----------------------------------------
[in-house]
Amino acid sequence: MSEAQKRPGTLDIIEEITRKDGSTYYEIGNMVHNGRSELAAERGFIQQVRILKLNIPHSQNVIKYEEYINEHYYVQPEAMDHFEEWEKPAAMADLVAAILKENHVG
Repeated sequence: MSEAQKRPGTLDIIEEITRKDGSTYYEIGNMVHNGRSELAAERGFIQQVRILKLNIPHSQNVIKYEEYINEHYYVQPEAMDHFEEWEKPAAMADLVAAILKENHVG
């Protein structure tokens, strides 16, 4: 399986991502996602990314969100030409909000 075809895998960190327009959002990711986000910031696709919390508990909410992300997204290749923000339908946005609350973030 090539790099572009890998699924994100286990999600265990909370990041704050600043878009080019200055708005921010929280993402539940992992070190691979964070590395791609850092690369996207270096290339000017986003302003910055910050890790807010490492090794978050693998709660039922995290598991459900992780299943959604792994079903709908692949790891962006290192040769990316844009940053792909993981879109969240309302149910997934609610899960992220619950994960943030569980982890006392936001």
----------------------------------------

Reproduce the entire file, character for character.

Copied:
[in-house]
Amino acid sequence: MSEAQKRPGTLDIIEEITRKDGSTYYEIGNMVHNGRSELAAERGFIQQVRILKLNIPHSQNVIKYEEYINEHYYVQPEAMDHFEEWEKPAAMADLVAAILKENHVG
Repeated sequence: MSEAQKRPGTLDIIEEITRKDGSTYYEIGNMVHNGRSELAAERGFIQQVRILKLNIPHSQNVIKYEEYINEHYYVQPEAMDHFEEWEKPAAMADLVAAILKENHVG
């Protein structure tokens, strides 16, 4: 399986991502996602990314969100030409909000 075809895998960190327009959002990711986000910031696709919390508990909410992300997204290749923000339908946005609350973030 090539790099572009890998699924994100286990999600265990909370990041704050600043878009080019200055708005921010929280993402539940992992070190691979964070590395791609850092690369996207270096290339000017986003302003910055910050890790807010490492090794978050693998709660039922995290598991459900992780299943959604792994079903709908692949790891962006290192040769990316844009940053792909993981879109969240309302149910997934609610899960992220619950994960943030569980982890006392936001």